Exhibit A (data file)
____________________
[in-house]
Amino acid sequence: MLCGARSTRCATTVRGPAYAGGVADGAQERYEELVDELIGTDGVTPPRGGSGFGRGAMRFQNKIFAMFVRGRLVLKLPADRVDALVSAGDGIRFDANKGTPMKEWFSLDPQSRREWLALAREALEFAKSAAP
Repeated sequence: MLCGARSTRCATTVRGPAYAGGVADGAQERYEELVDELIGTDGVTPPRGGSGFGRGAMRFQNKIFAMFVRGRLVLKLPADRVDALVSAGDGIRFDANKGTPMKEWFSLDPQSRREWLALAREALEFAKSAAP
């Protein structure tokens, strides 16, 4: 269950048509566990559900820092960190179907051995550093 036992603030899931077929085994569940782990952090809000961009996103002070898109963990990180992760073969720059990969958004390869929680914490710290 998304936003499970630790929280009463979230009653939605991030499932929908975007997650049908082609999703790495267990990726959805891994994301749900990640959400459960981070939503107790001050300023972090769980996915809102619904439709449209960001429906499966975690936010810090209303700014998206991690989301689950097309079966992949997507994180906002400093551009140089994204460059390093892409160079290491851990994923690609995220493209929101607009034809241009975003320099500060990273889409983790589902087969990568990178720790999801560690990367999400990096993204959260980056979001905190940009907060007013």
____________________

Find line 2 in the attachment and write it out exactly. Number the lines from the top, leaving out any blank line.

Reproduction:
Amino acid sequence: MLCGARSTRCATTVRGPAYAGGVADGAQERYEELVDELIGTDGVTPPRGGSGFGRGAMRFQNKIFAMFVRGRLVLKLPADRVDALVSAGDGIRFDANKGTPMKEWFSLDPQSRREWLALAREALEFAKSAAP